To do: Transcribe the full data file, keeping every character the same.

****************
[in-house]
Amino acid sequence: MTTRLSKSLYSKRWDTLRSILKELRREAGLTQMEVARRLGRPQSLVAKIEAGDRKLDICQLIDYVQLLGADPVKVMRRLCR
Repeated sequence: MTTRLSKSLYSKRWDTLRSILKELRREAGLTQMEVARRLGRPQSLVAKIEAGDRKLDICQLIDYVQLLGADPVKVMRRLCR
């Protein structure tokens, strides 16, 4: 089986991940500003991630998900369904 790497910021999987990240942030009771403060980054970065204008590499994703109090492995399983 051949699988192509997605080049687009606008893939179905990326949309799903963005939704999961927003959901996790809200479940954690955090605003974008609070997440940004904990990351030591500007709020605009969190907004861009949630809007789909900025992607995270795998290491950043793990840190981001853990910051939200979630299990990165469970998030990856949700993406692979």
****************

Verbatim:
[in-house]
Amino acid sequence: MTTRLSKSLYSKRWDTLRSILKELRREAGLTQMEVARRLGRPQSLVAKIEAGDRKLDICQLIDYVQLLGADPVKVMRRLCR
Repeated sequence: MTTRLSKSLYSKRWDTLRSILKELRREAGLTQMEVARRLGRPQSLVAKIEAGDRKLDICQLIDYVQLLGADPVKVMRRLCR
């Protein structure tokens, strides 16, 4: 089986991940500003991630998900369904 790497910021999987990240942030009771403060980054970065204008590499994703109090492995399983 051949699988192509997605080049687009606008893939179905990326949309799903963005939704999961927003959901996790809200479940954690955090605003974008609070997440940004904990990351030591500007709020605009969190907004861009949630809007789909900025992607995270795998290491950043793990840190981001853990910051939200979630299990990165469970998030990856949700993406692979």